Sunday, October 30, 2016

German language training Part 2

Language training is still wonderful. I definitely speak German better now than I ever spoke Russian, even after banging my head against that language for years.

This week I wanted to say I was sad and realized we had never learned that word. So I also asked my teacher for the words for "excited, or thrilled, or delighted." He thought. He came up with a word that means "looking forward to something". Um, nope.  The conversation was almost exactly replicated with my au pair in the evening.

Apparently, Germans don't have words for extremes of emotion. I'm shocked, shocked I tell you.


Ida said...

Well, we can’t leave it at that, can we?
The situations in which we use certain words might, of course, differ, so your Au-Pair probably already pointed out, that Germans aren’t „excited“ as often as Americans. But we are „begeistert vom neuen Harry Potter-Film“, „überglücklich“ to have passed an exam, „hin und weg“ (colloquial) about someone’s cute baby, „hocherfreut“ how some political negotiations turned out, and „glückselig“ just to be at home for christmas with our family.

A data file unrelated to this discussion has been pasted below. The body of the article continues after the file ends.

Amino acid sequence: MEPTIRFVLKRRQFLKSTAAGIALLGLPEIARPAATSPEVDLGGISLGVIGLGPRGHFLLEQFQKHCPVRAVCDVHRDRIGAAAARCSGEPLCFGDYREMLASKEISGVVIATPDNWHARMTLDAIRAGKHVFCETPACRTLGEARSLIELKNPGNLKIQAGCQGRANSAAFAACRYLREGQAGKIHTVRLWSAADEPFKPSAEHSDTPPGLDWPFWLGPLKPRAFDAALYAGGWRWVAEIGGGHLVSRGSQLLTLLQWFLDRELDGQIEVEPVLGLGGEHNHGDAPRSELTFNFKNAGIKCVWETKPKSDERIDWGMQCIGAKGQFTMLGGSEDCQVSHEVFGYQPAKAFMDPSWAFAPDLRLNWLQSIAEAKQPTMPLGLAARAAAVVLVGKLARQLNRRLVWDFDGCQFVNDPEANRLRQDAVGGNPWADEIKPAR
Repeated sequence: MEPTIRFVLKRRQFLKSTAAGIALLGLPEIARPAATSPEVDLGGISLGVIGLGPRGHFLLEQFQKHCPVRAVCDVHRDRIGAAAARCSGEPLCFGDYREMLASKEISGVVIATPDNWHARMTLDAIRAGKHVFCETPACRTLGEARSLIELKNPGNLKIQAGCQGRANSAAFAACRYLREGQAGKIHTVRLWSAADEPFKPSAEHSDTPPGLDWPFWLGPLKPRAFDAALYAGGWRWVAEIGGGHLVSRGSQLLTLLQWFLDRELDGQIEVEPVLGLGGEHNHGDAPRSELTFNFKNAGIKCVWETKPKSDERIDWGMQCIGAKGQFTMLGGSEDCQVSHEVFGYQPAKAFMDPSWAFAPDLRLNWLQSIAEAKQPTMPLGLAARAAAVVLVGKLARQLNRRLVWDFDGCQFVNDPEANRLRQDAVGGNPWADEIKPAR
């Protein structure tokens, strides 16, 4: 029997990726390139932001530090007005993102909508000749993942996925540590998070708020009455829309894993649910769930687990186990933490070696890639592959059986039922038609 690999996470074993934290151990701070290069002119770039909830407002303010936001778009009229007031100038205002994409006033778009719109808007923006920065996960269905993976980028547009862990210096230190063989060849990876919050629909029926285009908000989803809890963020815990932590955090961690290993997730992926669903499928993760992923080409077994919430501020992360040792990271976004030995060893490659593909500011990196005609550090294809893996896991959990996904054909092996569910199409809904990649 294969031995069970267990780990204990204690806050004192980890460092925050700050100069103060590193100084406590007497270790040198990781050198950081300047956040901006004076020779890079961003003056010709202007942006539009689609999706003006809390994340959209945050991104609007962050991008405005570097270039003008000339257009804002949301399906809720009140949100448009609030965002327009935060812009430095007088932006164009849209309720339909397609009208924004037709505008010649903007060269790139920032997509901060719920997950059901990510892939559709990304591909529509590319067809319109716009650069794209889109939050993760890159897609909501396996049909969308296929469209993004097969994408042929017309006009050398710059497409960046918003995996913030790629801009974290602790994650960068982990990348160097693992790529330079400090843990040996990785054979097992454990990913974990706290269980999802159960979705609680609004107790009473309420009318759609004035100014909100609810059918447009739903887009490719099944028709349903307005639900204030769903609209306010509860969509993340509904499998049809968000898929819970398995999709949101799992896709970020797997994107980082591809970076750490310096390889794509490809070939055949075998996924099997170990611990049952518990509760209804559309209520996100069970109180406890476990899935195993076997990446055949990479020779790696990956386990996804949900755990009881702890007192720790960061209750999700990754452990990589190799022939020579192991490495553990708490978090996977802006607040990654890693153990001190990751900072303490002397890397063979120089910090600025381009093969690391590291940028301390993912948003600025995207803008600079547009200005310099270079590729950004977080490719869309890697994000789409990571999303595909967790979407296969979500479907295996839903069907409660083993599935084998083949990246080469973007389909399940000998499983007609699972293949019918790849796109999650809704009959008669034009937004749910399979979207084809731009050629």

I think in accordance with German being slightly too practical we tend to use words for not very strong emotions like happy (glücklich) and just put various words in front of it as in „überglücklich, super zufrieden, echt glücklich, total zufrieden, hocherfreut."

We do have a few words like „entzückt, hingerissen & ausgelassen“ that express strong emotions as such, but aren’t used widely. „Glückselig“ also falls in that category, whereas „begeistert“ is used very often.

Lynne said...

Begeistert is awesome and I am going to find a way to use it tomorrow. Both my teacher and au pair brought up freuten, but that only means "glad" or "pleased" which is nowhere near what I was looking for. To the American eye, adding "über" or "hoch" to a mildly pleasant word still doesn't quite take it to the level we often overuse, but I see in the dictionary hocherfreut = exhilarated.